Why the sudden foster pet craze? There are a couple of reasons. First, animals are proven to reduce stress and anxiety–and we are all feeling plenty of that nowadays. Some people make the decision to foster a pet because it brings them some comfort in uncertain times. Also, social distancing means that people are spending most of their time isolated in their homes, away from friends and extended family. A pet might help them to feel less lonely. Others may want to “give back” by doing something meaningful to help someone (or something) else. Fostering an animal can be one way to feel like you are making a positive difference in your community.

Animal rescue agencies, however, are quick to point out that fostering a pet is not the same thing as adopting one. Eventually, after the outbreak has passed, these animals will still need to be placed into permanent, loving homes.

Dig Deeper Some animal shelters have constructed “drive-thru” pet fostering and adopting models, while others are foregoing the traditional application process in an effort to place as many animals into homes as quickly as possible. Use Internet resources to find an animal shelter in your community. Call or consult the Web site to find out what their process is to adopt or foster an animal during the current crisis.

No Such Thing as a Free Book?

Now that you’re probably stuck at home all day every day, it’s a great time to curl up with a good book. Except that, with libraries closed, bookstores shut down, and online delivery services such as Amazon taking longer than usual, it may be tough to get your hands on a good book in the first place.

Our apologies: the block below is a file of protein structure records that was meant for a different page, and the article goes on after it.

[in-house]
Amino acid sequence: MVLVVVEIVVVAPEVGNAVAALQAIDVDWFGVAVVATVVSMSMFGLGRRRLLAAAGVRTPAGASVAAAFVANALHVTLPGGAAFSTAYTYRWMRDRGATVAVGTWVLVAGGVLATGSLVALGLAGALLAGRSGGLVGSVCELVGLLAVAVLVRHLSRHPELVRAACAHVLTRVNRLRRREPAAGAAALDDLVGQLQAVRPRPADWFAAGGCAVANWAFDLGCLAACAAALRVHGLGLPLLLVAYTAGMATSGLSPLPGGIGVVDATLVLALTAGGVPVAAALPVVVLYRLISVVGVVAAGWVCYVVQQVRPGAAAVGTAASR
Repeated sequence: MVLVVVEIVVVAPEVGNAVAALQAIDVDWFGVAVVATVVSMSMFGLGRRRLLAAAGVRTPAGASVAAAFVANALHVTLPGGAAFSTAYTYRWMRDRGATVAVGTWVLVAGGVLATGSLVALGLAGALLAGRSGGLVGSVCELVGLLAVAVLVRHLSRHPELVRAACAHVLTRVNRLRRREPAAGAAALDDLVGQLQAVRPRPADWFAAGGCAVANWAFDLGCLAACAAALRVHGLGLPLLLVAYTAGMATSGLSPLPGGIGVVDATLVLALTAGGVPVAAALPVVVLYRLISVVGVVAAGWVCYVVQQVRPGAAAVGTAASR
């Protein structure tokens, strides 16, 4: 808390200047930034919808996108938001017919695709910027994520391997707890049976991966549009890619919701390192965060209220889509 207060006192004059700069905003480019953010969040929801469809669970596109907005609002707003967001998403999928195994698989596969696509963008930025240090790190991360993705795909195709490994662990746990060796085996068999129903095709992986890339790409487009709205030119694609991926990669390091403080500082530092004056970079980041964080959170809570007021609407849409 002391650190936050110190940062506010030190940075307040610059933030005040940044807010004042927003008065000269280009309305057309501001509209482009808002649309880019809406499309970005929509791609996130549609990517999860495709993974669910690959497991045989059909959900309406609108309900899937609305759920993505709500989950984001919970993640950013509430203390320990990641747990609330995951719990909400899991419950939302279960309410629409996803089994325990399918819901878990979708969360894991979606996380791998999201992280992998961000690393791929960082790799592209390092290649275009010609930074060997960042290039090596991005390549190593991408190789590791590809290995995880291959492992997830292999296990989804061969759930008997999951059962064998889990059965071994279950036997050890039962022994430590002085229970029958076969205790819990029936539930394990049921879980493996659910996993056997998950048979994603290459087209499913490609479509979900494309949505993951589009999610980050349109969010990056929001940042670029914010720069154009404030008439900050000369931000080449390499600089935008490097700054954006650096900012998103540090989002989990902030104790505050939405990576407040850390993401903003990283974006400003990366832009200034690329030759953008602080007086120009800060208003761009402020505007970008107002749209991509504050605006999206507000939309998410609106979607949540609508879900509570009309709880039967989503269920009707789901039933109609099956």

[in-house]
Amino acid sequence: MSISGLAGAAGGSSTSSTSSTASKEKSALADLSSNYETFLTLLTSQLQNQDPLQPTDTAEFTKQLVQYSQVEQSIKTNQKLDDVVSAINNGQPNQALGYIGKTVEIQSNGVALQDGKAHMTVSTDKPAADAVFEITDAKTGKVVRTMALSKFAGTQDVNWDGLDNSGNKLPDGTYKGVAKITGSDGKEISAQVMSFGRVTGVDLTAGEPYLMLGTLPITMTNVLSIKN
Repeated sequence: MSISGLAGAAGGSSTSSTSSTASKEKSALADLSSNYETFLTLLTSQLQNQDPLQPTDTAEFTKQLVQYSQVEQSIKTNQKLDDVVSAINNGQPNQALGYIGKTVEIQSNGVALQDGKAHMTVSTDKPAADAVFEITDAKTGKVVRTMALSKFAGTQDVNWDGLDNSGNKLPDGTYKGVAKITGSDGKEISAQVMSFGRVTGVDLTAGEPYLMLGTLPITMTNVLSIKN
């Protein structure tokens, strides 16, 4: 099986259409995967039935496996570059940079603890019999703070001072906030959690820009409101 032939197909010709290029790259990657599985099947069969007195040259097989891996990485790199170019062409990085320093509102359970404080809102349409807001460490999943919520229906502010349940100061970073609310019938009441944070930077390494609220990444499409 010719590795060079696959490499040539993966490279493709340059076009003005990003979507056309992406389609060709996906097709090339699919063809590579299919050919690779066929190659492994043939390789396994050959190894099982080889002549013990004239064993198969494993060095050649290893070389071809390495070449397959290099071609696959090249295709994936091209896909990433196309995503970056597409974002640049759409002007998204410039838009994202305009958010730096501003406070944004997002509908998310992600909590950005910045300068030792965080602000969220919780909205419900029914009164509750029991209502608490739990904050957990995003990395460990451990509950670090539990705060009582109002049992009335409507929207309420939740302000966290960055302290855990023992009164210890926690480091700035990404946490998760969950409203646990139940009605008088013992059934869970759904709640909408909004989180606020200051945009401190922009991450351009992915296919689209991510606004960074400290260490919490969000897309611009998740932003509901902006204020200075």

Luckily, a nonprofit group called the Internet Archive has created a “National Emergency Library.” The group has collected roughly four million books and made them available for free online, with no waitlists–meaning that you can go online any time to access nearly any book you could ever want or imagine, completely for free.

Sounds great, right? One group doesn’t think so. Let’s take a step back: out of the four million free titles in the National Emergency Library, 2.5 million are already available for free as part of the public domain. However, the remaining 1.4 million digitized books are not. And in some cases, the Internet Archive neglected to get the permission of the authors before making their books available for free online. Representing writers nationwide, the Authors Guild states that writers–most of whom already make very little money at their craft–are now suffering financially due to canceled book tours, loss of freelance writing jobs, etc. And now, because of the National Emergency Library, people are reading copies of their books without paying for them.